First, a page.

The objectives of this analysis were to estimate historic (pre-European settlement) enteric CH4 emissions from wild ruminants in the contiguous United States and compare these with present-day CH4 emissions from farmed ruminants. The analysis included bison, elk (wapiti), and deer (white-tailed and mule). Wild ruminants such as moose, antelope (pronghorn), caribou, and mountain sheep and goat were not included in the analysis because their natural range is mostly outside the contiguous United States or because they have relatively small population sizes. Data for presettlement and present-day population sizes, animal BW, feed intake, and CH4 emission factors were adopted from various sources. Present-day CH4 emissions from livestock were from recent United States Environmental Protection Agency estimates. The most important factor determining CH4 emissions from wild ruminants in the presettlement period was the size of the bison population. Overall, enteric CH4 emissions from bison, elk, and deer in the presettlement period were about 86% (assuming bison population size of 50 million) of the current CH4 emissions from farmed ruminants in the United States. Present-day CH4 emissions from wild ruminants (bison, elk, and deer) were estimated at 0.28 Tg/yr, or 4.3% of the emissions from domestic ruminants. Due to its population size (estimated at 25 million), the white-tailed deer is the most significant present-day wild ruminant contributor to enteric CH4 emissions in the contiguous United States.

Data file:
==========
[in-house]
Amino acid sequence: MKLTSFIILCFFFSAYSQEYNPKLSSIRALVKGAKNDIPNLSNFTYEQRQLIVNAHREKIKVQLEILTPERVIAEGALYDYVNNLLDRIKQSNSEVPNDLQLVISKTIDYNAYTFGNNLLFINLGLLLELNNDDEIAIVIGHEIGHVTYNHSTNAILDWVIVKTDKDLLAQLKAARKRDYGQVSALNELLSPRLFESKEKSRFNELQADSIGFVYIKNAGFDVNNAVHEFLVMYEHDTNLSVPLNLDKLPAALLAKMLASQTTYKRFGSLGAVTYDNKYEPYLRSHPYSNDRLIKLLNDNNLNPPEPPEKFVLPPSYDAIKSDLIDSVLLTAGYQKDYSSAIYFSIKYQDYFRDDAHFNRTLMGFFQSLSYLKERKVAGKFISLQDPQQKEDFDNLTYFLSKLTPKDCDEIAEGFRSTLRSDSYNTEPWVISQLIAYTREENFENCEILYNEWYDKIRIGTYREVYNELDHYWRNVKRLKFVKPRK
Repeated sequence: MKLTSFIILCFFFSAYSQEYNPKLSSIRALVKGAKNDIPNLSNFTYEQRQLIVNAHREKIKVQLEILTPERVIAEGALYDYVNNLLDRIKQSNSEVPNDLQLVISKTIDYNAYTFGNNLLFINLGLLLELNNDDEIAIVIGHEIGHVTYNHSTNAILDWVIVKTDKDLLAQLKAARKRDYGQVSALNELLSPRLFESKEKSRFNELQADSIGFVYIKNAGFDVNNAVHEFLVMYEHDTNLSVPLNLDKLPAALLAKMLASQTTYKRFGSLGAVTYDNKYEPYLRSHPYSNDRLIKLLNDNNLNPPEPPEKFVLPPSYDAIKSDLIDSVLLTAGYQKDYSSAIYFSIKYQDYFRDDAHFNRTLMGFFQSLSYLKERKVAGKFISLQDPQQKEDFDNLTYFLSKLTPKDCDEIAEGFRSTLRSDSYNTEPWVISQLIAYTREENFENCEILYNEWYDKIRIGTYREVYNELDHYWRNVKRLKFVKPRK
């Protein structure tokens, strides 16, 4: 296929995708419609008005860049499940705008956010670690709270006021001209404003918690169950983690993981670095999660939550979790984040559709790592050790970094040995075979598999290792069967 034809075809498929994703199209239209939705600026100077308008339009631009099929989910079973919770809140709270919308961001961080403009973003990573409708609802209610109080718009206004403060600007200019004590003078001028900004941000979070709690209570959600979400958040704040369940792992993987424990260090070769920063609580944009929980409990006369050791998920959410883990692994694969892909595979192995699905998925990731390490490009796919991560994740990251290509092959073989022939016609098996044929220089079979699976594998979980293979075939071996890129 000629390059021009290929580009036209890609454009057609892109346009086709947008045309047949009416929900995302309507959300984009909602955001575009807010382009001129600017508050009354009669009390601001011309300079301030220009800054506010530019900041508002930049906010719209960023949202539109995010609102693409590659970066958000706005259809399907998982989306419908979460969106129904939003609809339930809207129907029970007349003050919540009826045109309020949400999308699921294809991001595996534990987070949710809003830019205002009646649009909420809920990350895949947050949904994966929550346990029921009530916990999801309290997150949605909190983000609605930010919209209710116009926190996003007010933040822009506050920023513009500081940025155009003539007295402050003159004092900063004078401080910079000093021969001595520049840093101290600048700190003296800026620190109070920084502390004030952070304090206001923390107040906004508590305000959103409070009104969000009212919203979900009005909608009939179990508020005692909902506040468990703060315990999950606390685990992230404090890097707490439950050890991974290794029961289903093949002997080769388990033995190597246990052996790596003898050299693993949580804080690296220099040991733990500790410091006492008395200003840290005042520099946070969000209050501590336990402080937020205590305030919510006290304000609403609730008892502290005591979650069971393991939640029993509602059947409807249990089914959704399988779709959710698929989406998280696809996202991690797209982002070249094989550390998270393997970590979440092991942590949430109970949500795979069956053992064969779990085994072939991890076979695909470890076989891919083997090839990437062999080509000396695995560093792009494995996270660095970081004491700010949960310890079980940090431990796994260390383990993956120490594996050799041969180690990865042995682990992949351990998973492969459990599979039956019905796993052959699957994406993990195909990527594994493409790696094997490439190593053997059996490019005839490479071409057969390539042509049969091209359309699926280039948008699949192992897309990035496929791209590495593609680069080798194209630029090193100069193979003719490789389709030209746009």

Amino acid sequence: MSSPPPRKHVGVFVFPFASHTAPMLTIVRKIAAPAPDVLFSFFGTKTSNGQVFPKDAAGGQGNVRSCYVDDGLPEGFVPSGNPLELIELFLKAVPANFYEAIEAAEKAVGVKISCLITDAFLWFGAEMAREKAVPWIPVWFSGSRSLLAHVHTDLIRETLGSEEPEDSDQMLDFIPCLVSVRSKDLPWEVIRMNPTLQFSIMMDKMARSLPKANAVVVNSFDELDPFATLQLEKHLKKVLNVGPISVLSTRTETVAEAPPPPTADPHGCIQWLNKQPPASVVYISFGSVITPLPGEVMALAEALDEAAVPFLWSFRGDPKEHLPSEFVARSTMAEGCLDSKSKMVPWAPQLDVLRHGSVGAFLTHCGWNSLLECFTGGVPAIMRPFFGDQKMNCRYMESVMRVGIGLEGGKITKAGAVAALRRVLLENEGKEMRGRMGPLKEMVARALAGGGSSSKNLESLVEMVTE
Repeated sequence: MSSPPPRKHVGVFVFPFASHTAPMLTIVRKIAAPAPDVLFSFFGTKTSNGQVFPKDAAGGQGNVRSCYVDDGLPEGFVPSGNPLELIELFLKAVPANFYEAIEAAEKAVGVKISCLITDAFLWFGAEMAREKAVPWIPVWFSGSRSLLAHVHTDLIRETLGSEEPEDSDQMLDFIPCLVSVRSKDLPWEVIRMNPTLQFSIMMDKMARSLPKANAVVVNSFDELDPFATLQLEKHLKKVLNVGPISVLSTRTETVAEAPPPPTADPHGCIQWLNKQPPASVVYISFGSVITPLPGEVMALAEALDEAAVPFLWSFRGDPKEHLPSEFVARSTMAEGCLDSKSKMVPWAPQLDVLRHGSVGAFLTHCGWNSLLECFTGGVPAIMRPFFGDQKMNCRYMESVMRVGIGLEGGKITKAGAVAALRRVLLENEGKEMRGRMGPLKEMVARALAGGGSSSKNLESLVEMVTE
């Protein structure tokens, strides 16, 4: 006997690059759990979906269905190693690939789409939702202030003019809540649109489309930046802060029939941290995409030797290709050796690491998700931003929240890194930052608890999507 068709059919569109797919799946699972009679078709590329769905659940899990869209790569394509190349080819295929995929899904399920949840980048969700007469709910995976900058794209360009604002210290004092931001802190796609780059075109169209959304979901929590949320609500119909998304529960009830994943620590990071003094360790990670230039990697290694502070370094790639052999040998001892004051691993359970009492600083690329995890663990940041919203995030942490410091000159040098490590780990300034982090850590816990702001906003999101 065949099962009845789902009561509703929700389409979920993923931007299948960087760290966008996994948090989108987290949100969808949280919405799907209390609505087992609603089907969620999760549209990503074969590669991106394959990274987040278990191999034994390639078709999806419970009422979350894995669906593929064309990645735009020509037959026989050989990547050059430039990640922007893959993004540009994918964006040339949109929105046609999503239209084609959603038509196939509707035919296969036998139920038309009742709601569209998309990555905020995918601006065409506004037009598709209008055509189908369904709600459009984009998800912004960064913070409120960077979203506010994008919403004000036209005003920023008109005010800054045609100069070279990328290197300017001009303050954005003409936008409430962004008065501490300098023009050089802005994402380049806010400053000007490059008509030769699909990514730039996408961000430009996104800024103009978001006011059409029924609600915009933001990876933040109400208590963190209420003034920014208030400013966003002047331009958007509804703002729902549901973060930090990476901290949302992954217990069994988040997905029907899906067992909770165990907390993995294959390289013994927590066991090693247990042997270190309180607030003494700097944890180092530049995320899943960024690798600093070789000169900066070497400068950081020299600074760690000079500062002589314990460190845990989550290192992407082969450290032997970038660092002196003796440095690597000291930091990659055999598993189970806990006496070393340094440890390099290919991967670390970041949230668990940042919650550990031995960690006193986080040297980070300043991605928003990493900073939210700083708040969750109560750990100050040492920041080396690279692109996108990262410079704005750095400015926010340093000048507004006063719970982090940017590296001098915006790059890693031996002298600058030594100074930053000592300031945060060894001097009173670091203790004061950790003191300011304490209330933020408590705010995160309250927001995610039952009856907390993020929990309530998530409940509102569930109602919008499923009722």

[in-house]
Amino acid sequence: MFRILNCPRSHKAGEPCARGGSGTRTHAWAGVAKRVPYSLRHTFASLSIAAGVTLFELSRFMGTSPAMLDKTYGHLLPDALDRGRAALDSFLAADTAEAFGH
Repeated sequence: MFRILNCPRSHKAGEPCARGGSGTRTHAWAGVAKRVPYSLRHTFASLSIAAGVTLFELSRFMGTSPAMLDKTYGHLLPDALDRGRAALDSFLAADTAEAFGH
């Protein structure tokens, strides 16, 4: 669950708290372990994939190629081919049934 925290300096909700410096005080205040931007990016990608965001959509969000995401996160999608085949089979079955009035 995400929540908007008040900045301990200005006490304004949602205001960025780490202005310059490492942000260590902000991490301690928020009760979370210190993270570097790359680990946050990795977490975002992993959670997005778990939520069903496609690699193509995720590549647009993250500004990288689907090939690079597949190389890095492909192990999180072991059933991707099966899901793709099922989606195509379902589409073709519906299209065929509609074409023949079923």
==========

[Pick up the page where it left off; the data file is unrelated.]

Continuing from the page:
All Science Journal Classification (ASJC) codes
- Food Science
- Animal Science and Zoology